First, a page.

“I dare to affirm this day, that if every state of the South had done what North Carolina did without a murmur, always faithful to its duty whatever the groans of the victims, there never would have been an Appomattox,” Carr said, according to a copy of his speech.
Midway through it, Carr veered from praising the fight of Confederate soldiers to describing what they “meant to the welfare of the Anglo-Saxon race during the four years immediately succeeding the war, when the facts are that their courage and steadfastness saved the very life of the Anglo Saxon race in the South.”
Moments later Carr recounted his return to Chapel Hill after the war ended:
“One hundred yards from where we stand, less than ninety days perhaps after my return from Appomattox, I horse-whipped a negro wench until her skirts hung in shreds, because upon the streets of this quiet village she had publicly insulted and maligned a Southern lady, and then rushed for protection to these university buildings where was stationed a garrison of 100 federal soldiers.
“I performed the pleasing duty in the immediate presence of the entire garrison, and for thirty nights afterwards slept with a double-barrel shotgun under my head.”
The dedication ceremony ended. UNC, after five years of planning, at long last had its Confederate monument.
Meanwhile, Carr’s words, those about saving “the very life of the Anglo Saxon race in the South” and “horse-whipping a negro wench,” became lost to history. They remained so for almost 100 years, hidden in plain sight in a collection of Carr’s papers, until a graduate student discovered them.
Chapter 2: Lingerie and letters
To Fitzhugh Brundage, a UNC historian who specializes in Southern history, the meaning of Silent Sam was clear the day the statue arrived on campus. Following his argument, any debate about what the statue represented – racism to some, heritage to others – must begin with the origin story.
“The people who created that monument had fixed its meaning,” Brundage said, “and they didn’t acknowledge any other meanings. … They wanted to fix on the landscape one view of the past.”
To Brundage and others who share his view, what Silent Sam represents has never changed. Yet in the first decades after the Confederate monument took its place, the gravity of its meaning appears to have either been temporarily lost, forgotten or ignored. The statue became a light-hearted part of campus lore, and in those days was hardly a divisive symbol.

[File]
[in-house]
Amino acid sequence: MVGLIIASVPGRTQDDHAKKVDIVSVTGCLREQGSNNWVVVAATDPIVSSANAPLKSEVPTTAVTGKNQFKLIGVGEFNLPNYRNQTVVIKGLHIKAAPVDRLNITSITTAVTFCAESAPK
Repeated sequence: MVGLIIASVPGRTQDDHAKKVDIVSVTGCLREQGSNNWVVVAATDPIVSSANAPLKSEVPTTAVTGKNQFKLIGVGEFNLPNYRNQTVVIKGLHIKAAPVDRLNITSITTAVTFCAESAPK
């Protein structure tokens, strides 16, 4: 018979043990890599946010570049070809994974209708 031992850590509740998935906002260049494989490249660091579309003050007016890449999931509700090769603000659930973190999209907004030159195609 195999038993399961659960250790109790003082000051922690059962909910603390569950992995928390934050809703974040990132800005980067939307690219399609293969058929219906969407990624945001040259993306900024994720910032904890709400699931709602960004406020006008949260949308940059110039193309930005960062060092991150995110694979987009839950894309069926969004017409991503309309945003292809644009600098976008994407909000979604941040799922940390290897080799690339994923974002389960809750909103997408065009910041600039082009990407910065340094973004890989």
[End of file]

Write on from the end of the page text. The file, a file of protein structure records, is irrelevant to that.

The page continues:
The first time The Daily Tar Heel, the campus newspaper, described the statue as “Silent Sam” was in February 1954, in a short column entitled “Campus Seen.” “Silent Sam,” so went the brief account in the newspaper, had been seen “holding a pair of 3-D glasses.”
UNC was still one year away from admitting the three men who would become the university’s first three African-American students. At the time, Silent Sam did not attract protests or calls for its removal. It was, instead, more of a target for college pranks and juvenile urban legends – chief among them that the soldier fired his rifle every time a virgin walked past.
Before the UNC-N.C. State football game in 1954, someone smeared the statue with black paint and left a beer bottle at the end of Silent Sam’s rifle, according to an account in The Daily Tar Heel. In 1959, the paper published a column in which a senior wrote about “the lingerie displays that frequently dorn (sic) his rifle barrel.”
The conversation began to change in the mid-1960s. In 1965, one year after the passage of the Civil Rights Act, a UNC student named Al Ribak wrote a letter to the editor of The Daily Tar Heel. Ribak’s letter is the first documented evidence of student opposition to the Confederate monument, according to a collection of Silent Sam documents that UNC has digitized and placed online.